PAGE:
Although earwigs can be pests in their own right, they deserve more widespread recognition as beneficial predators. They help control the common aphid as well as the particular aphid species that attack apple, plum, pear, spirea, dogwood, flowering crabapple, and flowering quince, among others. While it is true that they may inflict minor damage in the garden, particularly to seedlings, their presence is generally far more beneficial than detrimental.

Symptoms & Diagnosis

Earwigs are reddish brown with short, leathery forewings and pincers on the tip of the abdomen, and measure about 3/4 inch long. The earwig's biggest problem seems to be one of image: its scary-looking pincers and a name which derives from an old Anglo-Saxon word meaning "ear creature" evoke unfounded fears dating back to old Europe, whence they were first introduced. Nevertheless, while used as a defense mechanism against predators, the pincers are not a menace to people. Another image problem stems from sheer numbers: if people see large quantities of earwigs in their gardens, they are likely to attribute to them damage inflicted by other pests. Therefore, conduct a nighttime check with a flashlight to determine if earwigs are indeed responsible for the damage in question before you decide to reduce their numbers.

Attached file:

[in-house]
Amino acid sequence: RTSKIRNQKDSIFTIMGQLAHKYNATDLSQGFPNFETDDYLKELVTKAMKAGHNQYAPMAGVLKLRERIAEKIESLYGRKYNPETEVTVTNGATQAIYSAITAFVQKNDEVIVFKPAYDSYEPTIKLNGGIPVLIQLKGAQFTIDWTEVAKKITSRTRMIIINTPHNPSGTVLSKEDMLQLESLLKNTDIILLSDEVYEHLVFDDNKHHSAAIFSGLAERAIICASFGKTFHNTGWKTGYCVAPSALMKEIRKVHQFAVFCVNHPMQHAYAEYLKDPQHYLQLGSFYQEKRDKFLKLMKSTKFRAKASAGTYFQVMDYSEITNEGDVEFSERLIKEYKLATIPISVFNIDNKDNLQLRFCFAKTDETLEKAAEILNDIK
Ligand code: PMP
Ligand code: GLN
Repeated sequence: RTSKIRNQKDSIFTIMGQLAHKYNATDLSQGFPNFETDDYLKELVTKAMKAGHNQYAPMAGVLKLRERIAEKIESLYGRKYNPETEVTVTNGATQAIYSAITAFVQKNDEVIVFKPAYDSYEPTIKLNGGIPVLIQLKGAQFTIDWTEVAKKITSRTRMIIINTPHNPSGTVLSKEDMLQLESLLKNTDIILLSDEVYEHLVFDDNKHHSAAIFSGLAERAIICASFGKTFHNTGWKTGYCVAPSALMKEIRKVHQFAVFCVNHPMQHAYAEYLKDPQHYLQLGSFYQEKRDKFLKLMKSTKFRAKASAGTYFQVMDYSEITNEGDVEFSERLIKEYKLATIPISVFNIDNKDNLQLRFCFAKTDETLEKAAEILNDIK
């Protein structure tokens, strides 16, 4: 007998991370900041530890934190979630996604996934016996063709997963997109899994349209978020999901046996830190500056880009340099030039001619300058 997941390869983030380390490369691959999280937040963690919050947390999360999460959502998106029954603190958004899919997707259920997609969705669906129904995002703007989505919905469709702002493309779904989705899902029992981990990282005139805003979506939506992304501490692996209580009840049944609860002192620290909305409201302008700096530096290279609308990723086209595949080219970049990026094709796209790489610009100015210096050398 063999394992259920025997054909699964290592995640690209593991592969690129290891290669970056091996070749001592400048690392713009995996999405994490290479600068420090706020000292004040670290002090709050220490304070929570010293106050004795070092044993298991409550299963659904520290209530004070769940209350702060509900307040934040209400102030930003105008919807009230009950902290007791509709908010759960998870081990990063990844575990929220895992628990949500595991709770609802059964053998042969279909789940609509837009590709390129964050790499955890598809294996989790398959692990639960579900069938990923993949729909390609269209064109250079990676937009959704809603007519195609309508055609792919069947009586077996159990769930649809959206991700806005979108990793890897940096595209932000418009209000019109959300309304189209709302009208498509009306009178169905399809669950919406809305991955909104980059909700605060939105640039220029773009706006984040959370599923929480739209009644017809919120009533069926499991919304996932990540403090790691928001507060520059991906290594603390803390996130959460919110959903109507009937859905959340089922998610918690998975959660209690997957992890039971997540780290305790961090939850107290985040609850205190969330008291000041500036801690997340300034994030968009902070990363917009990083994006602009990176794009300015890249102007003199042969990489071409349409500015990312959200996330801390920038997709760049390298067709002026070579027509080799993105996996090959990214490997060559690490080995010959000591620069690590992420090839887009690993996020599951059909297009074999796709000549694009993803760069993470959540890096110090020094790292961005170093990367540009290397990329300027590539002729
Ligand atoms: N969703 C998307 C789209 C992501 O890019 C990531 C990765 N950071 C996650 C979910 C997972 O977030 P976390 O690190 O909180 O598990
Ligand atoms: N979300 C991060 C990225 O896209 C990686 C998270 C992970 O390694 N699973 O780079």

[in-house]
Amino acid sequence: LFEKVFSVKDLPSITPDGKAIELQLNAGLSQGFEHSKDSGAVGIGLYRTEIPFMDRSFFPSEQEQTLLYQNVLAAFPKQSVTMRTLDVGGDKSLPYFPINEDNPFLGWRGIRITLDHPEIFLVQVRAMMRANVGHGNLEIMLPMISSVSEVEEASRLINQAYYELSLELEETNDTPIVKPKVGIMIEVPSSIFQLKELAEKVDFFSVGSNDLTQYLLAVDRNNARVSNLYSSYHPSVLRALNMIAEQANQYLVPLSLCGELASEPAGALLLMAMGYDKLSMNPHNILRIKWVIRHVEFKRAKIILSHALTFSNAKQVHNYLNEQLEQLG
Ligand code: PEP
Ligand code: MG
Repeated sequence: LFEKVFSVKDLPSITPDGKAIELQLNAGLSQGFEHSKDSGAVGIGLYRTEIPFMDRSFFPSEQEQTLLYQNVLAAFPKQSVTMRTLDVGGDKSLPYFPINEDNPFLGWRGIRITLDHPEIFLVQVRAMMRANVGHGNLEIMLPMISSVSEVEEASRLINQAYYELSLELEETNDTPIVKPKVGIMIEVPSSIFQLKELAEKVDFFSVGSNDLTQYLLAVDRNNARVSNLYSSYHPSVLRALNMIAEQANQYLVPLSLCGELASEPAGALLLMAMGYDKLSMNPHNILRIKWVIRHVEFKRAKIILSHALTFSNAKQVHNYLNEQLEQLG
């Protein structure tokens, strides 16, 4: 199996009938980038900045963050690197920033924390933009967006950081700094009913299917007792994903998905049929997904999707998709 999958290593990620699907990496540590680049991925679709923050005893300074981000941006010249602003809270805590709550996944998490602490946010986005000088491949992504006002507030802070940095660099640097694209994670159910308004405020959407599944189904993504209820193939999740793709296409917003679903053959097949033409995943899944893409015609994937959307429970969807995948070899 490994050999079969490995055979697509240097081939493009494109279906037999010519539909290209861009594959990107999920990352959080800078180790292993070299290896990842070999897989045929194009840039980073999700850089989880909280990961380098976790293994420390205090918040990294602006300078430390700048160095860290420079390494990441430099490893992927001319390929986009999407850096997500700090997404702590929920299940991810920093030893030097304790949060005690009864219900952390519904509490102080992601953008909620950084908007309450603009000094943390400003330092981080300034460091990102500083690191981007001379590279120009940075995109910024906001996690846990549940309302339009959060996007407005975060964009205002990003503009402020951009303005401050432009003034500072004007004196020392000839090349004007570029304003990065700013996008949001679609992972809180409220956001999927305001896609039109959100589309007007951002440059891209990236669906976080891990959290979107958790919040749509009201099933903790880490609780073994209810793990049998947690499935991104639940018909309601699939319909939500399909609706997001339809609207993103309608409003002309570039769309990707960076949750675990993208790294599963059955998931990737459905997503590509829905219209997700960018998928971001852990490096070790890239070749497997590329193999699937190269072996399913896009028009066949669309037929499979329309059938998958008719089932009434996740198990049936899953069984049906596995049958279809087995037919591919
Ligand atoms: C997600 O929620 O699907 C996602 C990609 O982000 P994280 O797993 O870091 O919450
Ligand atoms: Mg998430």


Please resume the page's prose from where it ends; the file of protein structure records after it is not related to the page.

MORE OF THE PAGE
Integrated Pest Management Strategies

1. Mulch your garden. This will provide a complex soil surface with many organisms on which earwigs can feed and should prevent them from inflicting major damage on your plants.

2. Grow seedlings indoors and transplant them outdoors when they are large enough to sustain some damage.

3. Use traps. Unbaited bamboo tubes or rolled-up newspapers are good traps. Place any of these traps on the soil around dusk and check with a flashlight 12 hours later or the following morning. Shake trapped insects into a pail of soapy water to drown them.